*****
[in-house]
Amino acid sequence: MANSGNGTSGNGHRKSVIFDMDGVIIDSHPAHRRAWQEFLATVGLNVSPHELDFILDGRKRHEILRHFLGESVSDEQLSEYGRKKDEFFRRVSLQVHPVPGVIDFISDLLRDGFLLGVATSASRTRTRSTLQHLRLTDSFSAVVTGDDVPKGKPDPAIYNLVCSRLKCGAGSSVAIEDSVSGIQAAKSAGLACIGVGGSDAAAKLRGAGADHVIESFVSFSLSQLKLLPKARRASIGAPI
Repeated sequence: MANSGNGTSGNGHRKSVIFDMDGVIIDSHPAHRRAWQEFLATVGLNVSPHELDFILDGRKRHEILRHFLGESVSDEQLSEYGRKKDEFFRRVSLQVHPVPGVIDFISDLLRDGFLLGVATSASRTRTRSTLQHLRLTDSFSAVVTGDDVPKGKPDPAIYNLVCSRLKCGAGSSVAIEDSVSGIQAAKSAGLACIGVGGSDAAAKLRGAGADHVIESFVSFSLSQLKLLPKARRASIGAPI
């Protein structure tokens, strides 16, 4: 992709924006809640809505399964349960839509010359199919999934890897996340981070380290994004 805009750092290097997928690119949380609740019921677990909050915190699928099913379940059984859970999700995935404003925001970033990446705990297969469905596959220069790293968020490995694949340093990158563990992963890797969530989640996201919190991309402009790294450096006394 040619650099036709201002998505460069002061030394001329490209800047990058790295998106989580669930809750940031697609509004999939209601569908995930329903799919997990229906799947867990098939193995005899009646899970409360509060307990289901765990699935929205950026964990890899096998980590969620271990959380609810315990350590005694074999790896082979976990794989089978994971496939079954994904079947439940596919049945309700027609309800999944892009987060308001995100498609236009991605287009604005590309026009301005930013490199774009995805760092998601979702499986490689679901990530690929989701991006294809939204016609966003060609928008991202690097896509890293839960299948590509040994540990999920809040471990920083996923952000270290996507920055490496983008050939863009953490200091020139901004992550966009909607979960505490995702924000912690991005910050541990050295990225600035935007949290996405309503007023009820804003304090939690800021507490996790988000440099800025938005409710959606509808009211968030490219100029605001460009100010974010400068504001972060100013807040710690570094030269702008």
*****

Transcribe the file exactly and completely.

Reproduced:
[in-house]
Amino acid sequence: MANSGNGTSGNGHRKSVIFDMDGVIIDSHPAHRRAWQEFLATVGLNVSPHELDFILDGRKRHEILRHFLGESVSDEQLSEYGRKKDEFFRRVSLQVHPVPGVIDFISDLLRDGFLLGVATSASRTRTRSTLQHLRLTDSFSAVVTGDDVPKGKPDPAIYNLVCSRLKCGAGSSVAIEDSVSGIQAAKSAGLACIGVGGSDAAAKLRGAGADHVIESFVSFSLSQLKLLPKARRASIGAPI
Repeated sequence: MANSGNGTSGNGHRKSVIFDMDGVIIDSHPAHRRAWQEFLATVGLNVSPHELDFILDGRKRHEILRHFLGESVSDEQLSEYGRKKDEFFRRVSLQVHPVPGVIDFISDLLRDGFLLGVATSASRTRTRSTLQHLRLTDSFSAVVTGDDVPKGKPDPAIYNLVCSRLKCGAGSSVAIEDSVSGIQAAKSAGLACIGVGGSDAAAKLRGAGADHVIESFVSFSLSQLKLLPKARRASIGAPI
């Protein structure tokens, strides 16, 4: 992709924006809640809505399964349960839509010359199919999934890897996340981070380290994004 805009750092290097997928690119949380609740019921677990909050915190699928099913379940059984859970999700995935404003925001970033990446705990297969469905596959220069790293968020490995694949340093990158563990992963890797969530989640996201919190991309402009790294450096006394 040619650099036709201002998505460069002061030394001329490209800047990058790295998106989580669930809750940031697609509004999939209601569908995930329903799919997990229906799947867990098939193995005899009646899970409360509060307990289901765990699935929205950026964990890899096998980590969620271990959380609810315990350590005694074999790896082979976990794989089978994971496939079954994904079947439940596919049945309700027609309800999944892009987060308001995100498609236009991605287009604005590309026009301005930013490199774009995805760092998601979702499986490689679901990530690929989701991006294809939204016609966003060609928008991202690097896509890293839960299948590509040994540990999920809040471990920083996923952000270290996507920055490496983008050939863009953490200091020139901004992550966009909607979960505490995702924000912690991005910050541990050295990225600035935007949290996405309503007023009820804003304090939690800021507490996790988000440099800025938005409710959606509808009211968030490219100029605001460009100010974010400068504001972060100013807040710690570094030269702008």